Where are the humanities in all of this? Earnest hand-wringing over the crisis of the humanities has yielded defenses focusing unpersuasively on the "intrinsic" value of these fields or touting their "practical" value, which often means little more than individual graduates landing high-paying jobs. Such responses have largely ignored today’s grand challenges and the vital role of the humanities in responding to them.
We need a shift in thinking. Fulfilling the United Nations sustainable development goals or the accord reached at the Paris climate talks will require mustering the force of humanistic endeavor. Now, examples certainly exist of the arts and humanities engaging with the broad issues of our day. Think of the STEM to STEAM movement or a play such as David Kaye’s How I Brought Peace to the Middle East. Consider the public thought marathon “A Night of Philosophy” or Roy Scranton’s Learning to Die in the Anthropocene. And of course we could multiply the number of such examples. But within college curricula and research, how are the humanities engaging crucial problems in a focused, discipline-bridging way? This question is urgent because, as scientists themselves increasingly insist, the humanities are needed if we are to succeed in articulating relevant, historically informed, and culturally nuanced responses.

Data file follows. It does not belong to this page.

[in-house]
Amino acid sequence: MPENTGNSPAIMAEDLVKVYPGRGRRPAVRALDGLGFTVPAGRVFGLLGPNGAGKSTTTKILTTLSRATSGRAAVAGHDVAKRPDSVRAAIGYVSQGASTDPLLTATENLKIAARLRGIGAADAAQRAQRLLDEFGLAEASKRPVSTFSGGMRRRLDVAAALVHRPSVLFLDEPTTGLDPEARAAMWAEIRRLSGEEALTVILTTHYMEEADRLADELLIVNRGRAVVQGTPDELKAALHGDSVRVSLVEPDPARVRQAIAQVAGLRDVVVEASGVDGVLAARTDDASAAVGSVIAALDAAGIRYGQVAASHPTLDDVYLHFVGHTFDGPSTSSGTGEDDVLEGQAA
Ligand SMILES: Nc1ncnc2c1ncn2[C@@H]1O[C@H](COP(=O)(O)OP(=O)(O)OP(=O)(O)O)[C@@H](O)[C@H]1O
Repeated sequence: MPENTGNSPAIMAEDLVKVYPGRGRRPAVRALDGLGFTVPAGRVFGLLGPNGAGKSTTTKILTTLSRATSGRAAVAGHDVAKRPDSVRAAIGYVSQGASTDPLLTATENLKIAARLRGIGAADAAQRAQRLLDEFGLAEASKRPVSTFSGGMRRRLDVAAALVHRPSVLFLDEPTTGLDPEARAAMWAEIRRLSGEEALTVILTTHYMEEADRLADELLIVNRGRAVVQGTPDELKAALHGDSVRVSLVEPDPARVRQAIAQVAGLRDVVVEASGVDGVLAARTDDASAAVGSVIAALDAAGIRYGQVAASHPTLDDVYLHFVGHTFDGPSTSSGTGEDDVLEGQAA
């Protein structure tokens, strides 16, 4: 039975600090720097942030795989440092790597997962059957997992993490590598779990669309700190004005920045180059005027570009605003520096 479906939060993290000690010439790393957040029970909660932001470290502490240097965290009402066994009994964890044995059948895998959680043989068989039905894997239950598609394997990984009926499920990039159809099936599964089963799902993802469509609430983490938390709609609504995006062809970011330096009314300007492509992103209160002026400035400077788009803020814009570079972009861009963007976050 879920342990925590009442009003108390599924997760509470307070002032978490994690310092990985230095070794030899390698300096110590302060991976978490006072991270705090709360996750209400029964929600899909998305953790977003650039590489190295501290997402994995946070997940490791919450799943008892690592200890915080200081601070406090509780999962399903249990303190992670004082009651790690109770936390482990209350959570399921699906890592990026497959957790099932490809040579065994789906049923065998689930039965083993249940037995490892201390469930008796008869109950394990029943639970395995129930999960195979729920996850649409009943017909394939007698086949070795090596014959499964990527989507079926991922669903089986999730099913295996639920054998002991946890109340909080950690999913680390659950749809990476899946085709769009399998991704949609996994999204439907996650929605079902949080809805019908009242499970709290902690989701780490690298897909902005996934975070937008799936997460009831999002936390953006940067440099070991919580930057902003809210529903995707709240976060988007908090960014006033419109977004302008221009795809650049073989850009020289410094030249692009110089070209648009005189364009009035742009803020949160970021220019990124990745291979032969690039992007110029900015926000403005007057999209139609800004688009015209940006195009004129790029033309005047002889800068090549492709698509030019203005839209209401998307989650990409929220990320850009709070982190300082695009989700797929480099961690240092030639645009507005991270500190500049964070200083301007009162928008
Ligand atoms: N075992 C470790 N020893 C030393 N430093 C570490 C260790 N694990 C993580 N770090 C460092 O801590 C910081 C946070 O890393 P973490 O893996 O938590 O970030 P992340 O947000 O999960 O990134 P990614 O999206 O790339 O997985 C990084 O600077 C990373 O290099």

Recent publications by the National Academies Press as well as the National Academy of Engineering’s “Grand Challenges for Engineering” call for engagement across disciplines, and specifically request greater participation by the social sciences and humanities. And recent planetary boundaries research appeals to the humanities and social sciences to address questions of equity, causation, and regional distribution of environmental impact. The role of the social sciences may seem obvious — think of policy work, economic analysis, gauging public attitudes, and understanding social action — and many social scientists have eagerly taken up the challenge.